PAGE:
Cybersecurity Activity Generating its Own Set of Big Data
While an exact estimate is not known, Moreda said the company each month is seeing billions of raw events – cyber events before data is analyzed – in its operation centers, and that emails that the company filters to detect cyber-threats involve terabyte and petabyte file sizes.
“The data they own is one of their greatest assets,” said John Cosby, solution architect at BAE. “A lot of companies are jealously guarding the data science they do and treating it as very valuable intellectual property.”
The oil and gas industry’s history of using very large data sets to guide their exploration and production means that they have developed some very sophisticated models over the years. Companies are expected to continue working their way down the value chain to try and gain a market edge with the data they already have.
The fact that ICS/SCADA monitoring systems, which were previously detached from the network, are being connected to Internetworks, and Internet, unfortunately, for the security perspective, and their data is being captured in existing solutions, industry expert Thomas Quinlan told Rigzone.
While it may take longer than regular ‘Big Data’, Quinlan thinks that ICS data is definitely coming as another source of Big Data, most likely in 2016.
“People are very concerned about security – and rightly so – and are focusing there first. However, they’re soon going to want a data science perspective on all the information they didn’t previously have access to, once they can get around the different protocols and formats.”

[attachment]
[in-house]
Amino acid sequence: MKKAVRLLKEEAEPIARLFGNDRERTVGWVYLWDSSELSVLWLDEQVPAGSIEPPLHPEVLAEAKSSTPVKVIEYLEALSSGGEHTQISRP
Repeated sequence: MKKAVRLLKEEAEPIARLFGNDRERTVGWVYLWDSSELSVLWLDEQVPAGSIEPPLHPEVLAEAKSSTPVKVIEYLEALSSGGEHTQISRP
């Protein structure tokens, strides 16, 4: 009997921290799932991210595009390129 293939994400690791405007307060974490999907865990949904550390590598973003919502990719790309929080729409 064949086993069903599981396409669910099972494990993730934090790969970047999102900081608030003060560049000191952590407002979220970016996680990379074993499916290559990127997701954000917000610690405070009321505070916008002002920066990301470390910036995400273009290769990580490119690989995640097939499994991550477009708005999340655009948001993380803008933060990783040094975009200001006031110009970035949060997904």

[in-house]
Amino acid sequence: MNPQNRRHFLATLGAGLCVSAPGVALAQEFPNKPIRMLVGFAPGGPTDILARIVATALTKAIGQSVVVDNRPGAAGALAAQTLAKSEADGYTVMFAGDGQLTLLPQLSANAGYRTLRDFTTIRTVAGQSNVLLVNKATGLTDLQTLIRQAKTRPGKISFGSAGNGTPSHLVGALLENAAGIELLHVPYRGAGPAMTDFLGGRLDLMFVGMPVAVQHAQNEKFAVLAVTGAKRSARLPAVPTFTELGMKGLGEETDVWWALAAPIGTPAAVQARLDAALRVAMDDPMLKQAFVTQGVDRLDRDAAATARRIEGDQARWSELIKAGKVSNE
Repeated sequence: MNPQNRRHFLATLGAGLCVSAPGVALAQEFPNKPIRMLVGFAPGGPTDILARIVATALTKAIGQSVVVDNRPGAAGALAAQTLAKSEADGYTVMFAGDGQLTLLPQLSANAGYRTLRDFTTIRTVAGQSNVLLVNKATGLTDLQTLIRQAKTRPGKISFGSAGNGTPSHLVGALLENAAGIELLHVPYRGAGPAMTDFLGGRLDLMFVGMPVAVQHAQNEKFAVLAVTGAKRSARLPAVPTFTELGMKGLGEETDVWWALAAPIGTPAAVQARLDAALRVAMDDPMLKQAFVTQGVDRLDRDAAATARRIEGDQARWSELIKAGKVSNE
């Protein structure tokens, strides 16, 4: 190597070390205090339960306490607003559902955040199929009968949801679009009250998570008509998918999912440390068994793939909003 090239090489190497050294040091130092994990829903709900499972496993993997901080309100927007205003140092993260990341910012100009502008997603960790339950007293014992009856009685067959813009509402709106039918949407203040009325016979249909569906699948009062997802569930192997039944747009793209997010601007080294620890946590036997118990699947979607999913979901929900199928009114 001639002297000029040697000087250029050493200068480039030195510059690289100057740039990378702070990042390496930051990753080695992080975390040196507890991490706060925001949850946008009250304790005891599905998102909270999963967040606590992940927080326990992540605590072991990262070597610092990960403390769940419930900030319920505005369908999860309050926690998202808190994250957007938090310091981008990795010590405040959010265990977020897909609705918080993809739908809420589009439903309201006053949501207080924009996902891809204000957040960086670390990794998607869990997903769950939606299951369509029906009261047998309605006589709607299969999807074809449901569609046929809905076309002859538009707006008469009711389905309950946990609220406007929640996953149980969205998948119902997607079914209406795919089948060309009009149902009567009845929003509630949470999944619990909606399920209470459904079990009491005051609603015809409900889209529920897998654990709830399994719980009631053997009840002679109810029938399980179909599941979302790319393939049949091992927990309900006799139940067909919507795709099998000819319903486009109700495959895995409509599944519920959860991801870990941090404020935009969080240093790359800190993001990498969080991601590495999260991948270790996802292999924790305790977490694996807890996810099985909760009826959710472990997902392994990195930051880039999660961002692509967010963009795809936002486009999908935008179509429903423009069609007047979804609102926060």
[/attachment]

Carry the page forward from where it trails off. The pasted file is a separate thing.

Other Cybersecurity Trends in 2015
Geoff Graham, who oversees mostly oil and gas activity at BAE, is seeing the convergence of physical and cybersecurity risks as companies introduction automation to link business and OT operations. Much of this convergence is very specific and targeted in places such as collaboration centers to allow for subject matter experts to impact operations in a centralized way.
“There are a lot of people starting to look at how to approach physical and cybersecurity risk from an integrated perspective,” said Graham. “You can have as much cybersecurity as you want to protect yourself in the digital realm, but if somebody can walk into your building and steal a laptop, it doesn’t matter.”
The attack surface for oil and gas companies also can be increased if someone brings a data-stick into an area and infects the system.
Until recently, many of the oil and gas companies that John Dickson, principal at San Antonio-based Denim Group, has worked with viewed security through the lens of physical security. He has seen companies struggling with the genuine challenge of cyber-related vulnerabilities and risk struggling to complete with physical safety and security issues inherent in oil and gas.
View Full Article
WHAT DO YOU THINK?
Generated by readers, the comments included herein do not reflect the views and opinions of Rigzone. All comments are subject to editorial review. Off-topic, inappropriate or insulting comments will be removed.
Senior Editor | Rigzone